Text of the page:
Most evenings Sharon and Frank Moorhead can be found leisurely sipping sundowners and enjoying the sunset from their penthouse balcony. Theirs is one of the most scenic views on the tropical island of Penang. Across the sea on the mainland is Gunung Jerai, or Kedah Peak, the highest hill station in the state of Kedah. To their right, beautiful beaches stretch all the way into George Town, Penang’s bustling capital. And in the sleepy Malay village nestled directly below them, life continues as it has done for the last 300 years.
Sharon and Frank bought their 2,000-square-foot, three-bedroom, three-bathroom penthouse condo for just $200,000 in 2006.
Back in Edmonton, Canada, Frank had his own building company and Sharon was a busy physiotherapist. Like most people, their lives revolved around their family and their jobs. But “Edmonton is a bitterly cold place in winter, and the truth is the winters were killing us,” Frank says. “Sharon has arthritis and, when push came to shove, the thought of spending our years retired there was horrible. We’d been traveling to Malaysia and Thailand for a few years and we liked what we saw. The people were super friendly, they genuinely liked North Americans, and the thought of spending at least seven months of the year in the tropics appealed.”
After several years researching property and the different countries that were on offer, they instinctively knew that Malaysia was where they wanted to settle. Its moderate tropical climate, low cost of living, and the people’s welcoming attitude to foreigners were all factors that gave Malaysia the edge.
Frank plays table tennis three times a week, sometimes at the Penang Swimming Club, a five-star facility that they joined just after arriving, and sometimes at a local school hall, where he is the only Caucasian player. “The Chinese are good—they whip my butt most days—but you learn a lot from them. One day I’ll be whipping theirs.”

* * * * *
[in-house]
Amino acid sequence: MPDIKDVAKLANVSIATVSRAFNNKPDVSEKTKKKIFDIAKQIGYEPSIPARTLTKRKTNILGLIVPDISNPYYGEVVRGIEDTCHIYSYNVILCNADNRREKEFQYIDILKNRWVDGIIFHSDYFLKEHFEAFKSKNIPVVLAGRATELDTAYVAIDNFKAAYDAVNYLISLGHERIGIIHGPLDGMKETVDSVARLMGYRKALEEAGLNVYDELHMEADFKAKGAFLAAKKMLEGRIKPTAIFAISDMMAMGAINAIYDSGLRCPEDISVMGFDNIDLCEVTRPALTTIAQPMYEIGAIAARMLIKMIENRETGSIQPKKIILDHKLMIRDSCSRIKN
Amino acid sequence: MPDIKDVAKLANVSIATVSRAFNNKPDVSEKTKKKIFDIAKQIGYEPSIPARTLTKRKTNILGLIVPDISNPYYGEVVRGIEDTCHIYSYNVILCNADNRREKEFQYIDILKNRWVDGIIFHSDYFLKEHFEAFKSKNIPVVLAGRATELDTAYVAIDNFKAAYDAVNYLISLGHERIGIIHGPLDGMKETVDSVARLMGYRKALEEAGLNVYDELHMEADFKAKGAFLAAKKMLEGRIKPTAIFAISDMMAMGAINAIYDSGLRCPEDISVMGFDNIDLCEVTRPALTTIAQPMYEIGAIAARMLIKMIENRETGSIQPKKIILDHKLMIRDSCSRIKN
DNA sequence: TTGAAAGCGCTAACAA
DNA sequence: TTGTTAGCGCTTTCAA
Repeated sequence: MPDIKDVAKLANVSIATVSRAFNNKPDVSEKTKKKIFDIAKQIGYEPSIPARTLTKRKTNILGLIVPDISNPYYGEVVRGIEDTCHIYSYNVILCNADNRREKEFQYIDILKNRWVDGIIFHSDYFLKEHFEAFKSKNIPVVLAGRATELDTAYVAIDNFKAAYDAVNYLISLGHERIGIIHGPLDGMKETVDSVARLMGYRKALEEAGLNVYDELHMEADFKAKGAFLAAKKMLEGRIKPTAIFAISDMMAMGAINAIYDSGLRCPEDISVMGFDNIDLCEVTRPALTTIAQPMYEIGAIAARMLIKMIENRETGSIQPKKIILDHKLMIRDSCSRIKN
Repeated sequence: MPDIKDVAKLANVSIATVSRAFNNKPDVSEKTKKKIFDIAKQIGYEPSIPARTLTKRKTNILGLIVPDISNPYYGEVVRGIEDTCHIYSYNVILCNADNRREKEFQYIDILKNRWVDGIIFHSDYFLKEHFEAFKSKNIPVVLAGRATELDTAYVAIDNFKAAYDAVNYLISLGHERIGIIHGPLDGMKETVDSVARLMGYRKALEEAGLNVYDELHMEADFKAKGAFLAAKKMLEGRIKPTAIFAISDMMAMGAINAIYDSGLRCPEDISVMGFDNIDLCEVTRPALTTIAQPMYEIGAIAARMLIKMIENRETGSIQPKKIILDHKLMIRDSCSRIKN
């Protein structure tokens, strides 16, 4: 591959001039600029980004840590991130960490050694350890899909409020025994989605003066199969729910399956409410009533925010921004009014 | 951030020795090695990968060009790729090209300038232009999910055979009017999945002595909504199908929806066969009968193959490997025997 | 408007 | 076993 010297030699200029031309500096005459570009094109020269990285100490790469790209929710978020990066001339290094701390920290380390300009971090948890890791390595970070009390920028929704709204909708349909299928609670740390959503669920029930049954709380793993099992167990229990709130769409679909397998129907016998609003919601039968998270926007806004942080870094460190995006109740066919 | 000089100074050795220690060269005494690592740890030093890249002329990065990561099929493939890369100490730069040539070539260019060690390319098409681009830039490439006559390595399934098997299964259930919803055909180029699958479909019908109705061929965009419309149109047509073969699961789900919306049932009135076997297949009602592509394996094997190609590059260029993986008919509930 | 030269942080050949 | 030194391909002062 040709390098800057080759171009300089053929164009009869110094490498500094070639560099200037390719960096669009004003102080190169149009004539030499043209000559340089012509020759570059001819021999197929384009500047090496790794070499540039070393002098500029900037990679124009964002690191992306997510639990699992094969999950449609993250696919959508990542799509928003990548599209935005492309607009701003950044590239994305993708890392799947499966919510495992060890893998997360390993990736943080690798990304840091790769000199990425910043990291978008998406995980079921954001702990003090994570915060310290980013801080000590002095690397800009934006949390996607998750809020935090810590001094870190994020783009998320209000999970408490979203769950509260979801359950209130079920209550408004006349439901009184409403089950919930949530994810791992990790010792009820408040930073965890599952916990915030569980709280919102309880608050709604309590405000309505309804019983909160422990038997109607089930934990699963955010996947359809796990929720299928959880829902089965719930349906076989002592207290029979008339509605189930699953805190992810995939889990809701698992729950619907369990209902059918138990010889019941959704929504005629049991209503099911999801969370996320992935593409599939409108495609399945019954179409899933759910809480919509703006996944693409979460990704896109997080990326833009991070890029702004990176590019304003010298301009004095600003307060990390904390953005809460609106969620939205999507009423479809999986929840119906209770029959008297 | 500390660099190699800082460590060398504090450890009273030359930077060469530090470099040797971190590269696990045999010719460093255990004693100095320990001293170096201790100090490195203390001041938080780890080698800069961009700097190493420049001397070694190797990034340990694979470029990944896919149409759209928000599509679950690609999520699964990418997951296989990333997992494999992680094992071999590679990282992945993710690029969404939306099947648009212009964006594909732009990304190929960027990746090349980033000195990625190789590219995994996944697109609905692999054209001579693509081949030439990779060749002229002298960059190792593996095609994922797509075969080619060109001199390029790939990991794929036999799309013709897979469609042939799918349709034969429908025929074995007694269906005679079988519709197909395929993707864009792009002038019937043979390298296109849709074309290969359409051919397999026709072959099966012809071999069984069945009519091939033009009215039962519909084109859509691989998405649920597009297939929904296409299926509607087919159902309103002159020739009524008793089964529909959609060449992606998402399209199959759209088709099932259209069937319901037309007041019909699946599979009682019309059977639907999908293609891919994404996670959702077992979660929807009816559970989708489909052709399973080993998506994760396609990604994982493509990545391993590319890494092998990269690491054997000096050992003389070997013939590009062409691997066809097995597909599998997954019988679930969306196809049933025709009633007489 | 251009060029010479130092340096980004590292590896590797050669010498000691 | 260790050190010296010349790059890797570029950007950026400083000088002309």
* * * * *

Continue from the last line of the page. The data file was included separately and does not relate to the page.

Frank also bought a Vespa scooter, something that he had wanted to do for years, and managed to persuade a few friends of his to do the same. Once a week they make a day of it and tour the island, stopping at their favorite cafés along the way.
Sharon joined the IWA, the International Women’s Association, which is active in the charity field. She also took up beading, belly dancing, and samba dancing. “Penang is a great place for extracurricular activities, and when you have mastered one, there is always something else to take up. I just started playing Scrabble with a group of 10 ladies on a Monday afternoon, and there is another group that plays mahjong on Friday afternoons.”
As with most of Penang’s 10,000-strong expat community, the couple finds staying in is the hard thing, and most evenings they are out with their many friends, both local and expat. In fact, eating out locally is so cheap that Frank and Sharon regularly dine out. A local dish that might include a pound of prawns, savory chicken, buttered fish, and fresh vegetables, costs as little as $15 for two. “We own our own apartment, so our monthly costs are low, maybe $1,000 a month, and that figure is dictated by the amount of alcohol we consume,” Frank laughs. “Sometimes it’s more, sometimes it’s less.”
Utilities cost little in Malaysia. “Electricity is our biggest expense, and that runs about $80 a month,” says Frank. “We sleep with the A/C on in the bedroom at night, and I often use it when I’m working in my office. Gas for the cooker? Well, we eat out almost every night and I’ve had the same gas canister in the kitchen for eight months now, so what’s that average at? Maybe $1 every six months.” People who eat in most nights don’t spend that much more, and on average spend $3 every quarter.
“We’ve been going back to Canada for four months of the year, every year for the past six years, when spring and summer kick in, to see the family. It’s a good contrast and I like the seasons. The family has been over here, too. But to be honest, next year we are only going back for three months, and we are talking about shortening that, too. We love our lifestyle in Penang and we often talk to each other about living the dream, and we are, you know. We never imagined that life here would be so good,” says Frank.
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